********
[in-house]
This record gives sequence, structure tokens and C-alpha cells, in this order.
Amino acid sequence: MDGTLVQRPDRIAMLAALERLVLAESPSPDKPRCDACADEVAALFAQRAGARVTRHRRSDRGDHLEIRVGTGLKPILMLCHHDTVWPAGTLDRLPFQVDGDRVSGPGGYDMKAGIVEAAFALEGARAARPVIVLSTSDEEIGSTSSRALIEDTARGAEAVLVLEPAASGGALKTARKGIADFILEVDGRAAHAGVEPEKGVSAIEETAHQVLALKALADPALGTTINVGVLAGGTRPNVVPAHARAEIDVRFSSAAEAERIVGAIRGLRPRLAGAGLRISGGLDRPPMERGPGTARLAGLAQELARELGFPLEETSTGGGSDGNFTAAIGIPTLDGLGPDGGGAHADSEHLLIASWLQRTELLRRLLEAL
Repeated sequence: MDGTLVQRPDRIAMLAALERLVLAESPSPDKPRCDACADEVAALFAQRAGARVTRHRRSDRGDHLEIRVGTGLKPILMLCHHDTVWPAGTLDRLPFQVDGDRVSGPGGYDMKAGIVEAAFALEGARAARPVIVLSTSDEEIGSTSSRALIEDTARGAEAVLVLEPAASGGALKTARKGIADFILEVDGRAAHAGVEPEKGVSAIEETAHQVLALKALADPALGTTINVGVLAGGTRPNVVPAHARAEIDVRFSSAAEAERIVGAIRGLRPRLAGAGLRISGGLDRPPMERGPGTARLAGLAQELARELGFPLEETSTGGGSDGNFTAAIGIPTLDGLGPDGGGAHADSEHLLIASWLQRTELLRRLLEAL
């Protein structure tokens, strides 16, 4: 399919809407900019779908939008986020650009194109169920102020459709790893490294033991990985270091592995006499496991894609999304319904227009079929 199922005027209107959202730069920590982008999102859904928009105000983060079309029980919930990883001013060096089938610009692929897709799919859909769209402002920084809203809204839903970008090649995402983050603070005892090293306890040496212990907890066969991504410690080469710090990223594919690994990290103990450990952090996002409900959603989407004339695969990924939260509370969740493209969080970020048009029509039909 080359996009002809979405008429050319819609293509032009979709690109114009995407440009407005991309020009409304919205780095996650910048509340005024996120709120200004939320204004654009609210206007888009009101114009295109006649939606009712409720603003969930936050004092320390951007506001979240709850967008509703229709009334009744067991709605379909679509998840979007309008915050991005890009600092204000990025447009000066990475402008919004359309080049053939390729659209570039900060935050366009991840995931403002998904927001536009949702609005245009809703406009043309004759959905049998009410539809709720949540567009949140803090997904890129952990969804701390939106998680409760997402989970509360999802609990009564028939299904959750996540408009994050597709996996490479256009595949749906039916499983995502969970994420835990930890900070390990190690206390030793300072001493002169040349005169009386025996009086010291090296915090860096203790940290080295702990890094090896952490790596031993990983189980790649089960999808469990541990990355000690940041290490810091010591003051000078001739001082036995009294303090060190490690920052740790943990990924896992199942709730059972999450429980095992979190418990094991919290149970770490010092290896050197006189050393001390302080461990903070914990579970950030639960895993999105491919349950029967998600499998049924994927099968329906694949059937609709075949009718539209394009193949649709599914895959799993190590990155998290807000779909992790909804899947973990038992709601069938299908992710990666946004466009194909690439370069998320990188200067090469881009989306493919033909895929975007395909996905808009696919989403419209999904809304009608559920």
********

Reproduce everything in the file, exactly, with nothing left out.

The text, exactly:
[in-house]
This record gives sequence, structure tokens and C-alpha cells, in this order.
Amino acid sequence: MDGTLVQRPDRIAMLAALERLVLAESPSPDKPRCDACADEVAALFAQRAGARVTRHRRSDRGDHLEIRVGTGLKPILMLCHHDTVWPAGTLDRLPFQVDGDRVSGPGGYDMKAGIVEAAFALEGARAARPVIVLSTSDEEIGSTSSRALIEDTARGAEAVLVLEPAASGGALKTARKGIADFILEVDGRAAHAGVEPEKGVSAIEETAHQVLALKALADPALGTTINVGVLAGGTRPNVVPAHARAEIDVRFSSAAEAERIVGAIRGLRPRLAGAGLRISGGLDRPPMERGPGTARLAGLAQELARELGFPLEETSTGGGSDGNFTAAIGIPTLDGLGPDGGGAHADSEHLLIASWLQRTELLRRLLEAL
Repeated sequence: MDGTLVQRPDRIAMLAALERLVLAESPSPDKPRCDACADEVAALFAQRAGARVTRHRRSDRGDHLEIRVGTGLKPILMLCHHDTVWPAGTLDRLPFQVDGDRVSGPGGYDMKAGIVEAAFALEGARAARPVIVLSTSDEEIGSTSSRALIEDTARGAEAVLVLEPAASGGALKTARKGIADFILEVDGRAAHAGVEPEKGVSAIEETAHQVLALKALADPALGTTINVGVLAGGTRPNVVPAHARAEIDVRFSSAAEAERIVGAIRGLRPRLAGAGLRISGGLDRPPMERGPGTARLAGLAQELARELGFPLEETSTGGGSDGNFTAAIGIPTLDGLGPDGGGAHADSEHLLIASWLQRTELLRRLLEAL
């Protein structure tokens, strides 16, 4: 399919809407900019779908939008986020650009194109169920102020459709790893490294033991990985270091592995006499496991894609999304319904227009079929 199922005027209107959202730069920590982008999102859904928009105000983060079309029980919930990883001013060096089938610009692929897709799919859909769209402002920084809203809204839903970008090649995402983050603070005892090293306890040496212990907890066969991504410690080469710090990223594919690994990290103990450990952090996002409900959603989407004339695969990924939260509370969740493209969080970020048009029509039909 080359996009002809979405008429050319819609293509032009979709690109114009995407440009407005991309020009409304919205780095996650910048509340005024996120709120200004939320204004654009609210206007888009009101114009295109006649939606009712409720603003969930936050004092320390951007506001979240709850967008509703229709009334009744067991709605379909679509998840979007309008915050991005890009600092204000990025447009000066990475402008919004359309080049053939390729659209570039900060935050366009991840995931403002998904927001536009949702609005245009809703406009043309004759959905049998009410539809709720949540567009949140803090997904890129952990969804701390939106998680409760997402989970509360999802609990009564028939299904959750996540408009994050597709996996490479256009595949749906039916499983995502969970994420835990930890900070390990190690206390030793300072001493002169040349005169009386025996009086010291090296915090860096203790940290080295702990890094090896952490790596031993990983189980790649089960999808469990541990990355000690940041290490810091010591003051000078001739001082036995009294303090060190490690920052740790943990990924896992199942709730059972999450429980095992979190418990094991919290149970770490010092290896050197006189050393001390302080461990903070914990579970950030639960895993999105491919349950029967998600499998049924994927099968329906694949059937609709075949009718539209394009193949649709599914895959799993190590990155998290807000779909992790909804899947973990038992709601069938299908992710990666946004466009194909690439370069998320990188200067090469881009989306493919033909895929975007395909996905808009696919989403419209999904809304009608559920």